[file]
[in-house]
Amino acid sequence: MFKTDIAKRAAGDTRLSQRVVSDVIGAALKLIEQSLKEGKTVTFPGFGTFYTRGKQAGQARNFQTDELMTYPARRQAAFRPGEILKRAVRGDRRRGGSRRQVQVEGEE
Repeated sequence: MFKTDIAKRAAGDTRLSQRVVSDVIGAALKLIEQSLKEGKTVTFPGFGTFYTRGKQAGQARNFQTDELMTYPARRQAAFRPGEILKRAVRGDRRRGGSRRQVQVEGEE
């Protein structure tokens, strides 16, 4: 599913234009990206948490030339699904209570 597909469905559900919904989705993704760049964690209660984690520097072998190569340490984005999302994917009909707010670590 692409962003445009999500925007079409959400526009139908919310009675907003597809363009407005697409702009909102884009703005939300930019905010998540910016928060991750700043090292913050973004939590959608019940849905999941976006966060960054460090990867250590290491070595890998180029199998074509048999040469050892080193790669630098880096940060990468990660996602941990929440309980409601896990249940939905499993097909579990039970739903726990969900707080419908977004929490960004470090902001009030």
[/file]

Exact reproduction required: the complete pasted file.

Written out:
[in-house]
Amino acid sequence: MFKTDIAKRAAGDTRLSQRVVSDVIGAALKLIEQSLKEGKTVTFPGFGTFYTRGKQAGQARNFQTDELMTYPARRQAAFRPGEILKRAVRGDRRRGGSRRQVQVEGEE
Repeated sequence: MFKTDIAKRAAGDTRLSQRVVSDVIGAALKLIEQSLKEGKTVTFPGFGTFYTRGKQAGQARNFQTDELMTYPARRQAAFRPGEILKRAVRGDRRRGGSRRQVQVEGEE
């Protein structure tokens, strides 16, 4: 599913234009990206948490030339699904209570 597909469905559900919904989705993704760049964690209660984690520097072998190569340490984005999302994917009909707010670590 692409962003445009999500925007079409959400526009139908919310009675907003597809363009407005697409702009909102884009703005939300930019905010998540910016928060991750700043090292913050973004939590959608019940849905999941976006966060960054460090990867250590290491070595890998180029199998074509048999040469050892080193790669630098880096940060990468990660996602941990929440309980409601896990249940939905499993097909579990039970739903726990969900707080419908977004929490960004470090902001009030």